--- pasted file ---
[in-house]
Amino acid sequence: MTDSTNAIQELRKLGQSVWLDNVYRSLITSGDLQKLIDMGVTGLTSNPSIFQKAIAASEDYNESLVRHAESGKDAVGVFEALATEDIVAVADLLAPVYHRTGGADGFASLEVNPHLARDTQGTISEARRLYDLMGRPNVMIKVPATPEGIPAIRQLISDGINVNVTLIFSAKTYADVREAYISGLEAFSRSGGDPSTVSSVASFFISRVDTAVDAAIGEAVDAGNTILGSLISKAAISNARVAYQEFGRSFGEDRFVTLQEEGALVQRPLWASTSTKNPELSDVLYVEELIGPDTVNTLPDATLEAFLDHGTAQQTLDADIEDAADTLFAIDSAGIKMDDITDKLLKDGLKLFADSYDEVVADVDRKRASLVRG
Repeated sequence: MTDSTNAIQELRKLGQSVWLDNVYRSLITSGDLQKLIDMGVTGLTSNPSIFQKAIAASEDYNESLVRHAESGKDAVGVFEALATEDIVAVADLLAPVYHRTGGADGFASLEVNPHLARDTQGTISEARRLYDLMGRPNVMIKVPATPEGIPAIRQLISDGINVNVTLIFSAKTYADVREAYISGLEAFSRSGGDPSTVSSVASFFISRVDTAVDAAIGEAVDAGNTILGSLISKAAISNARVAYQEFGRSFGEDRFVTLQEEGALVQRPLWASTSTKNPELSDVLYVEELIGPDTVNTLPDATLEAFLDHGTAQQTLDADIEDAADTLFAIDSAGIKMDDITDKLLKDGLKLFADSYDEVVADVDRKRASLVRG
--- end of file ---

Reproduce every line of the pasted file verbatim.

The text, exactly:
[in-house]
Amino acid sequence: MTDSTNAIQELRKLGQSVWLDNVYRSLITSGDLQKLIDMGVTGLTSNPSIFQKAIAASEDYNESLVRHAESGKDAVGVFEALATEDIVAVADLLAPVYHRTGGADGFASLEVNPHLARDTQGTISEARRLYDLMGRPNVMIKVPATPEGIPAIRQLISDGINVNVTLIFSAKTYADVREAYISGLEAFSRSGGDPSTVSSVASFFISRVDTAVDAAIGEAVDAGNTILGSLISKAAISNARVAYQEFGRSFGEDRFVTLQEEGALVQRPLWASTSTKNPELSDVLYVEELIGPDTVNTLPDATLEAFLDHGTAQQTLDADIEDAADTLFAIDSAGIKMDDITDKLLKDGLKLFADSYDEVVADVDRKRASLVRG
Repeated sequence: MTDSTNAIQELRKLGQSVWLDNVYRSLITSGDLQKLIDMGVTGLTSNPSIFQKAIAASEDYNESLVRHAESGKDAVGVFEALATEDIVAVADLLAPVYHRTGGADGFASLEVNPHLARDTQGTISEARRLYDLMGRPNVMIKVPATPEGIPAIRQLISDGINVNVTLIFSAKTYADVREAYISGLEAFSRSGGDPSTVSSVASFFISRVDTAVDAAIGEAVDAGNTILGSLISKAAISNARVAYQEFGRSFGEDRFVTLQEEGALVQRPLWASTSTKNPELSDVLYVEELIGPDTVNTLPDATLEAFLDHGTAQQTLDADIEDAADTLFAIDSAGIKMDDITDKLLKDGLKLFADSYDEVVADVDRKRASLVRG